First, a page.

• The title characters of The Cats of Ulthar, who also cameo in the above Dream Quest.
      • The monsters in The Festival. We're never told what they do look like, but we're given enough creatures that they vaguely resemble that we can infer this trope applies.
    They were not altogether crows, nor moles, nor buzzards, nor ants, nor vampire bats, nor decomposed human beings; but something I cannot and must not recall.
    • From Clark Ashton Smith:
      • The Seven Geases features the deity Atlach-Nacha, who resembles a huge, hairy and hideous black spider.
      • The recurring deity Tsathoggua and his extended family, who tend to have batrachian (frog/toad-like) looks, mixed with those of a bat and a sloth in Tsathoggua's own case.
    • From Frank Belknap Long:
      • The titular monsters from The Hounds of Tindalos are often depicted as literally hound-like in most fanart and guest appearances in other media, although the original story never really shows them. They may simply be "hounds" in the metaphorical sense as implacable hunters.
      • The Horror From The Hills features a vampiric creature called Chaugnar Faugn, who looks just enough like an elephant to make all of his more alien (or lamprey-like) features all the more disturbing.
  • In the Discworld, the Dungeon Dimension Abominations are explicitly described as having been re-assembled from bits of other creatures, none of which are unremarkable in themselves, but almost as if the leftover spare parts from the Creation have been shaken around in the box and tipped out to see what random accretions emerged.
  • The title character of Edward Gorey's The Doubtful Guest is a short, unsettling creature that vaguely resembles a penguin.
  • The Skinwalker from The Dresden Files usually takes on forms that vaguely resemble real animals but twisted and corrupted.
  • In the Eternal Champion multiverse created by Michael Moorcock, the "Evil Aspect" of the Gods of Law is often known as "The Original Insect", and portrayed as a monstrous, hideous insectile thing so large it can swallow planets whole, simply sitting in space and sucking up stars, planets, moons and everything else with an insatiable hunger, refusing to stop until it's consumed all of reality. Including itself.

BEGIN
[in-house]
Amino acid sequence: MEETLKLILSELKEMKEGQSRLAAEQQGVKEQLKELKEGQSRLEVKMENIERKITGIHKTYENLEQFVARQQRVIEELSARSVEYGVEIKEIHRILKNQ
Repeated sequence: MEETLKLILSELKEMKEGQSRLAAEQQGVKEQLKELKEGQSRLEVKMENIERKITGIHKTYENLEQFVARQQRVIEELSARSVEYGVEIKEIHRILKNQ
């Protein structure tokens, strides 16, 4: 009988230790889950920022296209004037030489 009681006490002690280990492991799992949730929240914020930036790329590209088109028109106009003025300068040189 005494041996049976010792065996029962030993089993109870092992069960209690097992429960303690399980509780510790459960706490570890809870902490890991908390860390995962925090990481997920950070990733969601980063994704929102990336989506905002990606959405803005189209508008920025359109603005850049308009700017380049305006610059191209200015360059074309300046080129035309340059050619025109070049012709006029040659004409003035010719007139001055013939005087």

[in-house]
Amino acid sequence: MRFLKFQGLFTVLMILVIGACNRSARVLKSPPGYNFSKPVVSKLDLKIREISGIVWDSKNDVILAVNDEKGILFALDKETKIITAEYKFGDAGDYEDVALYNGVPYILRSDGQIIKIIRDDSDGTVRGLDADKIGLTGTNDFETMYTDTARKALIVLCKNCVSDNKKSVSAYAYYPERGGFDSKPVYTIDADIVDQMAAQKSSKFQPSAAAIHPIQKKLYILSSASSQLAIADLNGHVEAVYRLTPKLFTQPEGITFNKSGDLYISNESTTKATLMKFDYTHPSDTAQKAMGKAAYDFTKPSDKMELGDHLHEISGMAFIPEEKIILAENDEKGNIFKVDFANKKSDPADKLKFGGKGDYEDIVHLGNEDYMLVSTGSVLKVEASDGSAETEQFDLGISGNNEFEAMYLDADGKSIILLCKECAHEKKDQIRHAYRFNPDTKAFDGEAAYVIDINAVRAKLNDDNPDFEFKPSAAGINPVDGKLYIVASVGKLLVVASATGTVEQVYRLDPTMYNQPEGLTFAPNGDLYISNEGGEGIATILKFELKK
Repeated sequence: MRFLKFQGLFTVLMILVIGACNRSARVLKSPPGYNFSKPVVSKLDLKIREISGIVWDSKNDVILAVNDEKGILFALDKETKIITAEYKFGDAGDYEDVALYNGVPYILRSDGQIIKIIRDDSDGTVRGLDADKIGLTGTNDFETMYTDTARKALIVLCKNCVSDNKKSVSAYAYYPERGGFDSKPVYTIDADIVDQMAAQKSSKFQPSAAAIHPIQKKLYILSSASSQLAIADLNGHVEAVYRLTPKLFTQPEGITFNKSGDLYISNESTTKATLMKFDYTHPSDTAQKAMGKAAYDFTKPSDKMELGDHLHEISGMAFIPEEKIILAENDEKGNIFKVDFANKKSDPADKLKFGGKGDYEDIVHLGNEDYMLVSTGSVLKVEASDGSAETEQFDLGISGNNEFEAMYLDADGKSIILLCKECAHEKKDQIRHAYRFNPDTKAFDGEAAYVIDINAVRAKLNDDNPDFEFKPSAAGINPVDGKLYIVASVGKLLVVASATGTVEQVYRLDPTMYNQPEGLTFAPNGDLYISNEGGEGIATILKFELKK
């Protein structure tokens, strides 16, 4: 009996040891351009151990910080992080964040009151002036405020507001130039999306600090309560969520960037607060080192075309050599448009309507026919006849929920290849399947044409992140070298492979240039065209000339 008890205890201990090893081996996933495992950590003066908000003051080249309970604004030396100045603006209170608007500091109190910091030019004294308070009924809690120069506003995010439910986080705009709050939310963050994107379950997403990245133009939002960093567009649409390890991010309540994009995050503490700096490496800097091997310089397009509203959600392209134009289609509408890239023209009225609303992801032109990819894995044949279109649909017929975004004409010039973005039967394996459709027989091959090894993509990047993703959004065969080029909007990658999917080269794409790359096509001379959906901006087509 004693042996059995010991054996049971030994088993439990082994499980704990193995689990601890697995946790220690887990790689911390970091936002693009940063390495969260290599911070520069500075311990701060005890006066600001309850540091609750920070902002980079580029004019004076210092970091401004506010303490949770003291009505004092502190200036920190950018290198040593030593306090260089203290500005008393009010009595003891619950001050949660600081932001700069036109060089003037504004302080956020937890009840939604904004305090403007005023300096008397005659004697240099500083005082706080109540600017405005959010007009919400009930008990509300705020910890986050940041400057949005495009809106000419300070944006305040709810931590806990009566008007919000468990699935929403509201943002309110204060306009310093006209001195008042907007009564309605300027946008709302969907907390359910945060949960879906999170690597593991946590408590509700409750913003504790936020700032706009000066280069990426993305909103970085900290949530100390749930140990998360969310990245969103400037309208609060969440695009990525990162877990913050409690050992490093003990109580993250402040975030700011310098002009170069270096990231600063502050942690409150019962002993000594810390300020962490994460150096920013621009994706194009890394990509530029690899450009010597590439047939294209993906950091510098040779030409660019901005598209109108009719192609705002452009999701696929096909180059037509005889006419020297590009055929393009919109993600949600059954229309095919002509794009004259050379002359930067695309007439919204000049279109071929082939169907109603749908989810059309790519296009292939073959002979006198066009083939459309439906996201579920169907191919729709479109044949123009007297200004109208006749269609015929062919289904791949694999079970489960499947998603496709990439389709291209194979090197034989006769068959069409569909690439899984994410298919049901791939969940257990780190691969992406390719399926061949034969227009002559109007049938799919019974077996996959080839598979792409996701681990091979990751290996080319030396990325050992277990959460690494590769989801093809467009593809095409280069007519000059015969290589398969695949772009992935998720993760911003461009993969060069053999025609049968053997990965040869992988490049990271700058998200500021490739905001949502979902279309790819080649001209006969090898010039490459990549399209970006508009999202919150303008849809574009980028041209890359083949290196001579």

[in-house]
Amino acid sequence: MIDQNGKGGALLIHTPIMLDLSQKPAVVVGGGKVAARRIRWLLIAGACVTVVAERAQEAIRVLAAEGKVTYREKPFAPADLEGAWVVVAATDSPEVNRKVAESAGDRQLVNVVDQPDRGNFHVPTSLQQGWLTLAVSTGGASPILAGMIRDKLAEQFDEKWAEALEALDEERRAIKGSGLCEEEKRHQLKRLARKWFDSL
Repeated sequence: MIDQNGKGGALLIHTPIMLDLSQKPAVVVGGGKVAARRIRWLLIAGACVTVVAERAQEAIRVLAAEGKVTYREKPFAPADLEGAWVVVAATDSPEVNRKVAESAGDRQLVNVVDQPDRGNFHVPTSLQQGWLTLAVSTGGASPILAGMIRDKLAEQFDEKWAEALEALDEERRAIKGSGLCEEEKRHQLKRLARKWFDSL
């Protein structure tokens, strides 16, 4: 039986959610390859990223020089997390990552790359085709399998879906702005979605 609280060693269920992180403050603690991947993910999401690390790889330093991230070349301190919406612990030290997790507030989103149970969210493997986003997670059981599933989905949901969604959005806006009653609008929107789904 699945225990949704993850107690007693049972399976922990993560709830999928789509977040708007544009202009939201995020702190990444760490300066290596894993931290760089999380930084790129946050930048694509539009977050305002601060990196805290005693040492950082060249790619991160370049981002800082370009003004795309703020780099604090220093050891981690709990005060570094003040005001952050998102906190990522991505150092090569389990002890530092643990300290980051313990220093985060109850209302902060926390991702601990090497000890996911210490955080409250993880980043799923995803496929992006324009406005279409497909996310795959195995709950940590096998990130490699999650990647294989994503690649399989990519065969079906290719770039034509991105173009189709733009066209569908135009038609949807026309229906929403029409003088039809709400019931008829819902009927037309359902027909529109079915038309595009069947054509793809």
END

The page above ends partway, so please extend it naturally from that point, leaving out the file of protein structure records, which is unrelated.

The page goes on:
• The titular "Sun Dog" from Stephen King's Four Past Midnight is closer to this than a dog. A magic camera will produce pictures only of the dog, and each one is slightly different. It becomes clear that they form a sequence; the characters can flip through them like a flipbook and watch the dog move, and they can even be transferred onto film to create a short movie. Either the dog or the camera is able to exercise More Than Mind Control to trick users into taking more and more pictures, and the more pictures that are taken, the closer the dog comes to escaping... and the less like a common dog and more like this trope it becomes.
    • It also has a minor tie-in to Rose Madder: the dog is referred to as a Hound Erinyes, while the minotaur in Rose Madder is called a Bull Erinyes.
  • The Inheritance Cycle has Shruikan, Galbatorix's dragon who has grown to immense proportions and power through dark magic. When he flies overhead before the final battle, he blots out a large portion of the sky. And he's an Omnicidal Maniac and a Woobie, Destroyer of Worlds.
  • In It, the second-to-final form of the eponymous monster is a spider. This is only because the spider is the closest humans can come to comprehending the Deadlights — its true form — and stay sane.
  • The Last Unicorn: The Red Bull is older than the Unicorns, isn't confined to a set shape or size, and is utterly indestructible and its origins are completely unknown. Its only weaknesses (so to speak) are a mild aversion to sunlight and that it's bound to serve anyone who is utterly without fear. It seems, however, that if the opponent is strong enough to oppose it successfully, it will instead retreat. Though few ever do.